Closing the Donut Hole and Other Improvements To Medicare Part D Drug Coverage
The Patient Protection and Affordable Care Act and accompanying health care reform legislation added important improvements to Medicare prescription drug coverage for seniors. The health reform law helps cover expenses for seniors falling into the "donut hole" coverage gap beginning in 2010, and the hole in coverage is eliminated altogether by 2020. The law also provides for additional assistance for low-income beneficiaries.
The Donut Hole: Relief for Seniors Now and Closure by 2020
The original standard Part D drug benefit contained a "donut hole", a gap in coverage where beneficiaries were required to cover the full cost of their medications even while they continued to pay premiums. In 2012, this occurs when the total costs of a beneficiary's prescription drugs reaches $2,930 - requiring the beneficiary to cover the next $1,770 in drug costs.
The new law provides assistance to help seniors bridge this donut hole.
- 50 percent rebate on brand-name drugs in 2012. A 50 percent rebate will be applied at the pharmacy for brand name medications.
- 14 percent rebate on generic drugs in 2012. A 14 percent rebate will be applied at the pharmacy for generic medications.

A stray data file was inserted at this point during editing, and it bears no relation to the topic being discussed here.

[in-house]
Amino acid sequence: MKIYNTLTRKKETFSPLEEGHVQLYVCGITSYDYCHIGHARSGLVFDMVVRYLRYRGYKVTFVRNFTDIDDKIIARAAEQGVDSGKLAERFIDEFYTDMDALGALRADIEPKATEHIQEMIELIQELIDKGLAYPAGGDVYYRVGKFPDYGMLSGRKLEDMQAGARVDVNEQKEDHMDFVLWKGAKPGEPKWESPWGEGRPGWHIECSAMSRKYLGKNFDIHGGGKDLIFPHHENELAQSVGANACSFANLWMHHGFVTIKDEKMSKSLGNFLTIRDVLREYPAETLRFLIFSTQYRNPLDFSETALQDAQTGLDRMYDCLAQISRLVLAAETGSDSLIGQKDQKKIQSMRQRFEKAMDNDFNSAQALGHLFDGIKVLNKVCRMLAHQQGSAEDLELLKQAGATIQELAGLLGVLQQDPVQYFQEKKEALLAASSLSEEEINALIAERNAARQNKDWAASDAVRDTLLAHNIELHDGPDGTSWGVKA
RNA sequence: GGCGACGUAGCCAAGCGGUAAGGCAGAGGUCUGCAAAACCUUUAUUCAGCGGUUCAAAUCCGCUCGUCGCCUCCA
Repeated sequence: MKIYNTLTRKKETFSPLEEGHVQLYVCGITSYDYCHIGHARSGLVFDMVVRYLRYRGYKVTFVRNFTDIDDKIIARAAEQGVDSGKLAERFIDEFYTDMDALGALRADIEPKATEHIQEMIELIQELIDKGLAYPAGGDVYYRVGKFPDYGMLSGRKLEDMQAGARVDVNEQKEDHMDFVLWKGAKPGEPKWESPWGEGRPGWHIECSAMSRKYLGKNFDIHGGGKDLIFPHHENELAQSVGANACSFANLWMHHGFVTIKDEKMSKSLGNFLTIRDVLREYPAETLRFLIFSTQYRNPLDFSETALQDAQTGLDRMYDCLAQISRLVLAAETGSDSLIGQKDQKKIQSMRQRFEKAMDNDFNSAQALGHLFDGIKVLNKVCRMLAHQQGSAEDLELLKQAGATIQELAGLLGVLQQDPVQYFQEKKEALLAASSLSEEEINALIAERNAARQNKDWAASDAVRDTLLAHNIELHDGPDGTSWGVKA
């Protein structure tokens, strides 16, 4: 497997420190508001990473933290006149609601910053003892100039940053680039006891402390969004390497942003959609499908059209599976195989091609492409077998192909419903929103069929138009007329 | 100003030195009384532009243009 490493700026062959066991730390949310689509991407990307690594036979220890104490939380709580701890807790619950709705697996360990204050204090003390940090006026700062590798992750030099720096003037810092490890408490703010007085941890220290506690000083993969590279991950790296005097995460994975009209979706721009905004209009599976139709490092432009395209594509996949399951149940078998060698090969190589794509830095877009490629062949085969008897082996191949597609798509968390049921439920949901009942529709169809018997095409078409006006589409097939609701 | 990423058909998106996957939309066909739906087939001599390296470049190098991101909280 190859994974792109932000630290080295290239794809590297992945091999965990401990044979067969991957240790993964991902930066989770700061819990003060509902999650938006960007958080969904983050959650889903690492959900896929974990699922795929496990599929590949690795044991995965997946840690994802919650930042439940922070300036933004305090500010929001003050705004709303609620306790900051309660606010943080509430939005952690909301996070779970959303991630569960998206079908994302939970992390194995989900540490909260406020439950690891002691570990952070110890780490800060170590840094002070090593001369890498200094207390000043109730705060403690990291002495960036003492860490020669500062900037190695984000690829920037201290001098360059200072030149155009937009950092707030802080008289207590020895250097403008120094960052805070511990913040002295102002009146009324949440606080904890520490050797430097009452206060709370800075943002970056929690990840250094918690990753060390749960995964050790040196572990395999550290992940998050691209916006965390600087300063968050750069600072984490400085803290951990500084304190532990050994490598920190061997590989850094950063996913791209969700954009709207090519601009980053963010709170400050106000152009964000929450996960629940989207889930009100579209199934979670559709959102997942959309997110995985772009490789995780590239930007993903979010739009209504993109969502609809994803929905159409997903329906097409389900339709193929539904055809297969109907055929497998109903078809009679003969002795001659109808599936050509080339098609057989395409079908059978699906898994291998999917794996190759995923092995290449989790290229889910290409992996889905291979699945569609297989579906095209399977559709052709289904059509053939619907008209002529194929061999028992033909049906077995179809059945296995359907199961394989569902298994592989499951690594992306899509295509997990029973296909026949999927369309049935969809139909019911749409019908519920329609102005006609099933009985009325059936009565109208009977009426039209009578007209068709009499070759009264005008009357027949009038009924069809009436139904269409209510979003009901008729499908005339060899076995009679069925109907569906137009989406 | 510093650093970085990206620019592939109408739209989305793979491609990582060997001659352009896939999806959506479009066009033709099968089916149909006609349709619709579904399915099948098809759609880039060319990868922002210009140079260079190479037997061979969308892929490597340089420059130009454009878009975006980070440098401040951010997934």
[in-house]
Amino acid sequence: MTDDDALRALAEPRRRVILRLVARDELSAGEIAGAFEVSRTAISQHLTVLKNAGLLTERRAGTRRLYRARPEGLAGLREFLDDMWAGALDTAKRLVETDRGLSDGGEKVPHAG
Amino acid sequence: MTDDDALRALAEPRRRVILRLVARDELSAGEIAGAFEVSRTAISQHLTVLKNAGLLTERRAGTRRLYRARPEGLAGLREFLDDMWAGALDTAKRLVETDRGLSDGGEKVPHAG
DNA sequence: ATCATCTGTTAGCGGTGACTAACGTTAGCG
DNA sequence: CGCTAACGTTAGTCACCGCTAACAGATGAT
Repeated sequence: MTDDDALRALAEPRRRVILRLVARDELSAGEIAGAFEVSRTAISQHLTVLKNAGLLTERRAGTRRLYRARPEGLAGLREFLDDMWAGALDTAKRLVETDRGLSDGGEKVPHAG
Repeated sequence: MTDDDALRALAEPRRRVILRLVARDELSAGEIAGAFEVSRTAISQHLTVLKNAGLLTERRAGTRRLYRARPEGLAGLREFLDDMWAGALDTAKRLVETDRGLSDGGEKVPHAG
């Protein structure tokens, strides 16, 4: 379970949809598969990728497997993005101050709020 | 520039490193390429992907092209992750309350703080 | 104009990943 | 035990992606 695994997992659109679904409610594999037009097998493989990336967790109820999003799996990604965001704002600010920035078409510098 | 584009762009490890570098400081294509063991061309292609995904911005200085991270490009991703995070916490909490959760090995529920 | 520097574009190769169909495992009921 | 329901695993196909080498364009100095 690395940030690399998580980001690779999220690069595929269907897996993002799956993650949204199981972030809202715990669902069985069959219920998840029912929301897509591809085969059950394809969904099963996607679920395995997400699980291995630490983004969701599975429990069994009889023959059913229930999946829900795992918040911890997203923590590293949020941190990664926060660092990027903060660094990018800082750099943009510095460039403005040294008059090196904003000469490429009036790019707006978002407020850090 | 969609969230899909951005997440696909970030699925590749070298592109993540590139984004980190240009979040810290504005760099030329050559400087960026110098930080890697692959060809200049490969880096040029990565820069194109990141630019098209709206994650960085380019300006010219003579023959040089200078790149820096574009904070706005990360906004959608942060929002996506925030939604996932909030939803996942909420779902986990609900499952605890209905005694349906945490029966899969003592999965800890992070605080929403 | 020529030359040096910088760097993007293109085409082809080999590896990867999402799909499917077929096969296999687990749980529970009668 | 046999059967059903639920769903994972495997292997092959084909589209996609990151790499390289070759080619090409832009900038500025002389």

- Closure of the donut hole by 2020 for brand-name and generic drugs. The co-payments required for brand-name and generic drugs will be phased down to the standard 25 percent by 2020, eliminating the donut hole. For brand-name drugs, manufacturers will increase their discounts each year to negate the coverage gap. Beginning in 2011, co-payments required by Part D law for generic drugs will be reduced by seven percentage points each year until the coverage gap is eliminated for these drugs as well.
- Immediate assistance for seniors. A typical senior that fell into the donut hole saved $250 in 2010, over $600 in 2011, and and will save over $3,000 by 2020.
- Provides catastrophic coverage sooner to protect seniors. The legislation will help seniors get out of the donut hole sooner beginning in 2014. The dollar amount of the catastrophic threshold, where seniors' co-payments are dropped to 5 percent of drug costs, will be more slowly increased from year to year at this point.
Assistance for Low-Income Seniors
The health reform legislation also provides improves eligibility and coverage for low-income Medicare beneficiaries:
- Co-payments are eliminated for many beneficiaries receiving home- and community-based services who are eligible for both Medicare and Medicaid.
- The new law will reduce the number of low-income beneficiaries that are required to change plans each year to maintain zero premiums.
- It allows widows and widowers to more easily retain their low-income eligibility.
- Outreach programs are enhanced to ensure that more beneficiaries who are eligible for a Low-Income Subsidy are able to enroll.
Government Relations and Policy, February 2012